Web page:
Being prepared


I have it on good authority that unfortunately, the evidence would appear very strong, that we are all going to die. That’s you, Auntie Annie and even me.

OK, that is something we all consign to sometime in the future, and anyway, I’m not ready to die yet. I jokingly proclaim that if you can’t take it with you, then I’m not going! But that is just a good throw-away joke line.

What prompted this week’s column was the death of an old acquaintance of mine. Lovely bloke who took life seriously and would ask me all sorts of medical questions – but those questions were all related to ‘living’. We never discussed ‘dying’.

He had an accident that resulted in a brain injury that rendered him unconscious – a condition he never recovered from and eventually he died, leaving a grieving wife.

Unfortunately, these scenarios do tend to be commonplace – we are all going to die, and since, in general, we are older than our Thai wives, we can expect to rock up to the pearly gates first to be fitted up with a harp and a comfy cloud.

Unfortunately, whilst it may be ethereal up there, you may have left bedlam down here. As well as grieving wives and family you may have left a financial mess.

Answer this question: when you die, how does your wife get the money necessary for daily living? Was this something you paid her each month, like a salary? But now you’re not there to pay that salary.

Where does your money come from? A pension or superannuation that is paid regularly directly into your account? And does your wife/partner have any access to that account?

Even if your “exit fees” are covered by an insurance policy, does she know where that policy is kept? Or even the name of the company?

And where is your money kept, once you’ve popped your clogs, so to speak? Banks can get very pernickety about people trying to withdraw money from a deceased person’s account, no matter how long they had lived together.

Then there’s wills. If you die without making a will (intestate) then everyone hops in for a slice of the action, right the way through to the gardener and the soi dog. Sorting that lot out takes months (sometimes years), and money is not dispersed until all claims have been verified. (You can relax a bit here – the soi dog won’t get anything.)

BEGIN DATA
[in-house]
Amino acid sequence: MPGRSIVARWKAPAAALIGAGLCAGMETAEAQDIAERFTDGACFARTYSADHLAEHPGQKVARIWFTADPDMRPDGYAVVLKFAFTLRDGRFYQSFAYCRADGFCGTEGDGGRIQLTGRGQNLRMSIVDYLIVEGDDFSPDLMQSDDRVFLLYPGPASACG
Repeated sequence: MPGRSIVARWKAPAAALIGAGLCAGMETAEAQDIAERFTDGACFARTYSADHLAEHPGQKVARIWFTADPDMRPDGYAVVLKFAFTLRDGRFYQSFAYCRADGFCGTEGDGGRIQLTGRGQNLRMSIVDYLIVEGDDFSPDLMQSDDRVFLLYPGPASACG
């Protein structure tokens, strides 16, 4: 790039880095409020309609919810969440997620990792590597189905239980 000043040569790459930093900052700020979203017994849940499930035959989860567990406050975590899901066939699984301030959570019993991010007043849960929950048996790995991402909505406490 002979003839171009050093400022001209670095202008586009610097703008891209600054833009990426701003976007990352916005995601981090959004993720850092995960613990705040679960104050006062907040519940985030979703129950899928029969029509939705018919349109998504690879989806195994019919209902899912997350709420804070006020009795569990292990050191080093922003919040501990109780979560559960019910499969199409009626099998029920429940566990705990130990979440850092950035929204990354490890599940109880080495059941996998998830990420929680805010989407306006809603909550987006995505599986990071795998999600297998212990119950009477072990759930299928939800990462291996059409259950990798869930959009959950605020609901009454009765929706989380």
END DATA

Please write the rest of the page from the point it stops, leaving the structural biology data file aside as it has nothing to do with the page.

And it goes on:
But there’s another important will here – your Living Will. You are ensconced in the ICU, unconscious and unable to function on any level. Who has the authority to tell them to pull the plug? If you don’t nominate somebody in your Living Will then nobody has the authority. And while your body is lying there, the taxi meter is ticking away.

However, there is confusion in the minds of many people, as to what a “Living Will” actually is and what it covers. Borrowing from the Mayo Clinic in the US, it states on their website “This written, legal document spells out the types of medical treatments and life-sustaining measures you do and don’t want, such as mechanical breathing (respiration and ventilation), tube feeding or resuscitation.” The important words to note are “life sustaining” and “resuscitation”. Neither of these concepts imply medically assisted suicide, or euthanasia.

Remember that we are talking about terminal situations here. Not situations from which it would be reasonably expected that you will recover and still have a good quality of life. A fractured hip when you are 90 is a serious situation, but provided you are healthy otherwise, then it would be expected that you would recover. You might need a stick for a while, but you would still be able to have a beer with your mates or play Scrabble or whatever your pursuits were before the incident. In other words, the expectancy of a reasonable quality of life is there.

However, if you are in the terminal phase of metastatic cancer, which has progressed despite treatment, the future quality of life is not there. Artificially prolonging life under that situation is then covered by the Living Will.